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About 100 Chinese citizens arrested in Ghana for illegal mining will be deported next week but they will not face criminal charges, an immigration official said Friday.
The arrests have been carried out since June 1 across the west African country and particularly in the central Ashanti region, a major gold mining hub.
"I believe by the middle of next week we should have repatriated them," Michael Amoako-Atta, a spokesman at the Ghana Immigration Service told AFP.
He added that some of the detained Chinese nationals were to be presented at a magistrates court in Accra on Friday, where authorities would seek permission to hold them in custody until they are sent home.
The group is currently being kept in a series of holding cells at an immigration building in Ghana's capital.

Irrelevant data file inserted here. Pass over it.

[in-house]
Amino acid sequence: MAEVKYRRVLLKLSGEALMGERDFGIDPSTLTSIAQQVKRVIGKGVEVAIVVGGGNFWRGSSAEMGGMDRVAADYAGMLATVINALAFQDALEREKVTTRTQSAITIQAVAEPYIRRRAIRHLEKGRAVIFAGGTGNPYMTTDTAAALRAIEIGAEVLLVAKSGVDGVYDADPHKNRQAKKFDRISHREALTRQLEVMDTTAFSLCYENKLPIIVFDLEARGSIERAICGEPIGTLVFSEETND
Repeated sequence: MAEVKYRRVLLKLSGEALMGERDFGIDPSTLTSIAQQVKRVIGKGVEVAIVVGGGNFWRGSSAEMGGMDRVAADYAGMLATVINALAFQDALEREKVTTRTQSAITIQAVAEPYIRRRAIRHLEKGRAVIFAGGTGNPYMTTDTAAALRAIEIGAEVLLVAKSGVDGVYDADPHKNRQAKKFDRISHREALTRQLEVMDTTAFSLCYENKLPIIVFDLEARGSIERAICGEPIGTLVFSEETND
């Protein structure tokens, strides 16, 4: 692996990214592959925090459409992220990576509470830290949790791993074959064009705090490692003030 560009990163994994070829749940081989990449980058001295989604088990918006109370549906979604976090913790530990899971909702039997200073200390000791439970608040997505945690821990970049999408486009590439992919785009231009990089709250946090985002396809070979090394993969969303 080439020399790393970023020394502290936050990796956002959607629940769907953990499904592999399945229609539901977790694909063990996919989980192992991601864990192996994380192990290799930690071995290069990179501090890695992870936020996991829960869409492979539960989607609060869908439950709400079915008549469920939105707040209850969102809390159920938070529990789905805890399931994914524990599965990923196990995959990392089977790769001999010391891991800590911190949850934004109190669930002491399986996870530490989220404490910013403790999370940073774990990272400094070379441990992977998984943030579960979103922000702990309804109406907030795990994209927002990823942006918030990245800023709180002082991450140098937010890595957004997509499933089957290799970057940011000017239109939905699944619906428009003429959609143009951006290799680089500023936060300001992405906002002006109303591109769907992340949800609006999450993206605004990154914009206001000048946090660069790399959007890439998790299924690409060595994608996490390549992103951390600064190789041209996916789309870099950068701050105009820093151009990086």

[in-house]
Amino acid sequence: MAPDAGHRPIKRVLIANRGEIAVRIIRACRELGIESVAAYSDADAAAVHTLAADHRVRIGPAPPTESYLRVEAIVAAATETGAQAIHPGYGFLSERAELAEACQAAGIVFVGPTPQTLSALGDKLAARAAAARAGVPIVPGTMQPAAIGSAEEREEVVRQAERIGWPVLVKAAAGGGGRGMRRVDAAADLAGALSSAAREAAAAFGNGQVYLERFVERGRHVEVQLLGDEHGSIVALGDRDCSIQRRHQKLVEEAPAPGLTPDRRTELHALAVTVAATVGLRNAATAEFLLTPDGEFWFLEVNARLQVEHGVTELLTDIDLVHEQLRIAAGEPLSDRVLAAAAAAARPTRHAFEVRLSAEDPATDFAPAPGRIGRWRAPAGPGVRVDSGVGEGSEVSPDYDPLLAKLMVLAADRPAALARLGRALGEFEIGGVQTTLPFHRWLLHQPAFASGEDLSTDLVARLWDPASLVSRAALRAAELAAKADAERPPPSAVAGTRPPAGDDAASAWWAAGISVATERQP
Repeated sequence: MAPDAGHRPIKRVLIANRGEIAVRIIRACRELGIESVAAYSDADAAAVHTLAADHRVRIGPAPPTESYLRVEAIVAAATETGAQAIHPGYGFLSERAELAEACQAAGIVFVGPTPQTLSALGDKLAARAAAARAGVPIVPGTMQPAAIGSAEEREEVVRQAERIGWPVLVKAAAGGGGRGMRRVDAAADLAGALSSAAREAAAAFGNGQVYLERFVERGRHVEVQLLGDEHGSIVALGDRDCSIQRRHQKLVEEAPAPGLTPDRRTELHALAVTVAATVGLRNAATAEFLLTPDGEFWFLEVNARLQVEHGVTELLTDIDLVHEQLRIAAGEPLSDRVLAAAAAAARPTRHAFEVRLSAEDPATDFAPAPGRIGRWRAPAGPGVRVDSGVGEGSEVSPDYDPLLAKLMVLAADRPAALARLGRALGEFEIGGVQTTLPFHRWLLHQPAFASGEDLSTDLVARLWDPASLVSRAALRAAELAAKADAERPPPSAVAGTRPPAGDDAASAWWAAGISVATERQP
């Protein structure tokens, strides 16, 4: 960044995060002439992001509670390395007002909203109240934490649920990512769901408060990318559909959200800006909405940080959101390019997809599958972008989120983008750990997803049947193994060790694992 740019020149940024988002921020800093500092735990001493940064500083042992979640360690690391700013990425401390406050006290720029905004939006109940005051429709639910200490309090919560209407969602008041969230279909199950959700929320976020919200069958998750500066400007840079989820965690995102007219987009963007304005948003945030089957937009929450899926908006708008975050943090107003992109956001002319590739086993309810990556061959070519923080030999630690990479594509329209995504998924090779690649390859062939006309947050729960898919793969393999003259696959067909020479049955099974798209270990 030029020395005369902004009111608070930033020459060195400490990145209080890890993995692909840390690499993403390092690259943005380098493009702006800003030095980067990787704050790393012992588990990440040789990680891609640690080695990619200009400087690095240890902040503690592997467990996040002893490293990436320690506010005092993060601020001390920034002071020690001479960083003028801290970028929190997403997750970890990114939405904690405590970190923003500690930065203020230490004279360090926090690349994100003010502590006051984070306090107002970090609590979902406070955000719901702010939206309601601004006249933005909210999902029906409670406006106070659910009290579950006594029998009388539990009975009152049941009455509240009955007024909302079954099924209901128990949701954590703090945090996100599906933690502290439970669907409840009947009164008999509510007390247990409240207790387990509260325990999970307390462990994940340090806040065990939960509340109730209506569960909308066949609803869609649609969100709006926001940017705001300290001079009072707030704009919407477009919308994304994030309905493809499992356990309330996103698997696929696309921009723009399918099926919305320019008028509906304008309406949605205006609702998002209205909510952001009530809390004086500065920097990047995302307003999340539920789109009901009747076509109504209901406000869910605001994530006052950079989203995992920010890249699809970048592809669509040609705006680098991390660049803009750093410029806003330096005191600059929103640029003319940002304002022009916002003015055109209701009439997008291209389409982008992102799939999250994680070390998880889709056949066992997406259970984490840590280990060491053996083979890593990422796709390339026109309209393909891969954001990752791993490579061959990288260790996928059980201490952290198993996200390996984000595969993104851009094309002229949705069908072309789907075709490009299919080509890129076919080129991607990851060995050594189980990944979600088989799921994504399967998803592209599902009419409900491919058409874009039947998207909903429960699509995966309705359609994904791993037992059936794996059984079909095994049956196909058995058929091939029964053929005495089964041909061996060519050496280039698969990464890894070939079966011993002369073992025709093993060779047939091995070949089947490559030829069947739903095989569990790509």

The arrests came a month after President John Dramani Mahama launched a taskforce to crackdown on illegal mining.
Ghana is Africa's second biggest gold exporter, behind South Africa, but the sector has long been plagued by unregulated activities.
Many Chinese are involved in small-scale mining, often crossing illegally from neighbouring countries to work on concessions. Ghanaian law prohibits foreigners from engaging in small-scale mining.
Known as "galamsey", illegal mining is blamed for exacerbating land conflicts, causing runoff that pollutes water supplies and putting miners at risk of injury.
A collapse at a gold mine in central Ghana that was being excavated in April killed 17 people.